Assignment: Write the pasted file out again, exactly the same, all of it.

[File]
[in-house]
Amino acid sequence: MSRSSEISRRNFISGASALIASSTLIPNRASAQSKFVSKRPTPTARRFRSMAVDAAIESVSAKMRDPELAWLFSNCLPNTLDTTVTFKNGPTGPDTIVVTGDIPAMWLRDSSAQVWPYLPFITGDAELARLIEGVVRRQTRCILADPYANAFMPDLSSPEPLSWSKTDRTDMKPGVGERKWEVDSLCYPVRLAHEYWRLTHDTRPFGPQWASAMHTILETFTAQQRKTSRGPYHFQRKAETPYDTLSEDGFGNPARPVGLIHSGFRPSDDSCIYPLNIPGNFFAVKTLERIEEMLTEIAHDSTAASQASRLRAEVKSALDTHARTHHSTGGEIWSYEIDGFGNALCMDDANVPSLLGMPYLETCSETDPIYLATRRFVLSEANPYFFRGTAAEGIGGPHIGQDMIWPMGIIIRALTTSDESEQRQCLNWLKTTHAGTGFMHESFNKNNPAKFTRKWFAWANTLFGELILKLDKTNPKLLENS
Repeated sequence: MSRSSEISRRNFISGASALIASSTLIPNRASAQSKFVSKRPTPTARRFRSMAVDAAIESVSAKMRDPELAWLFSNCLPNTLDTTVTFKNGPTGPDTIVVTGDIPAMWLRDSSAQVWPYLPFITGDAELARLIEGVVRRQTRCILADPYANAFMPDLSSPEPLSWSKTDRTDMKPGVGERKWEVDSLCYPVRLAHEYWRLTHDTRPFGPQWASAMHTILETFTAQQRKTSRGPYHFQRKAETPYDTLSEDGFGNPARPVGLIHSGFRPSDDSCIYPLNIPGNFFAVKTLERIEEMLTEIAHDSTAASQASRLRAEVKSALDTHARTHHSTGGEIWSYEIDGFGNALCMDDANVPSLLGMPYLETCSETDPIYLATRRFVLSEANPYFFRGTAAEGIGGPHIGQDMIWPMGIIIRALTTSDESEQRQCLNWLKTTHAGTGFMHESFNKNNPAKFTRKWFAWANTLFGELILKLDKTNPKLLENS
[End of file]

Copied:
[in-house]
Amino acid sequence: MSRSSEISRRNFISGASALIASSTLIPNRASAQSKFVSKRPTPTARRFRSMAVDAAIESVSAKMRDPELAWLFSNCLPNTLDTTVTFKNGPTGPDTIVVTGDIPAMWLRDSSAQVWPYLPFITGDAELARLIEGVVRRQTRCILADPYANAFMPDLSSPEPLSWSKTDRTDMKPGVGERKWEVDSLCYPVRLAHEYWRLTHDTRPFGPQWASAMHTILETFTAQQRKTSRGPYHFQRKAETPYDTLSEDGFGNPARPVGLIHSGFRPSDDSCIYPLNIPGNFFAVKTLERIEEMLTEIAHDSTAASQASRLRAEVKSALDTHARTHHSTGGEIWSYEIDGFGNALCMDDANVPSLLGMPYLETCSETDPIYLATRRFVLSEANPYFFRGTAAEGIGGPHIGQDMIWPMGIIIRALTTSDESEQRQCLNWLKTTHAGTGFMHESFNKNNPAKFTRKWFAWANTLFGELILKLDKTNPKLLENS
Repeated sequence: MSRSSEISRRNFISGASALIASSTLIPNRASAQSKFVSKRPTPTARRFRSMAVDAAIESVSAKMRDPELAWLFSNCLPNTLDTTVTFKNGPTGPDTIVVTGDIPAMWLRDSSAQVWPYLPFITGDAELARLIEGVVRRQTRCILADPYANAFMPDLSSPEPLSWSKTDRTDMKPGVGERKWEVDSLCYPVRLAHEYWRLTHDTRPFGPQWASAMHTILETFTAQQRKTSRGPYHFQRKAETPYDTLSEDGFGNPARPVGLIHSGFRPSDDSCIYPLNIPGNFFAVKTLERIEEMLTEIAHDSTAASQASRLRAEVKSALDTHARTHHSTGGEIWSYEIDGFGNALCMDDANVPSLLGMPYLETCSETDPIYLATRRFVLSEANPYFFRGTAAEGIGGPHIGQDMIWPMGIIIRALTTSDESEQRQCLNWLKTTHAGTGFMHESFNKNNPAKFTRKWFAWANTLFGELILKLDKTNPKLLENS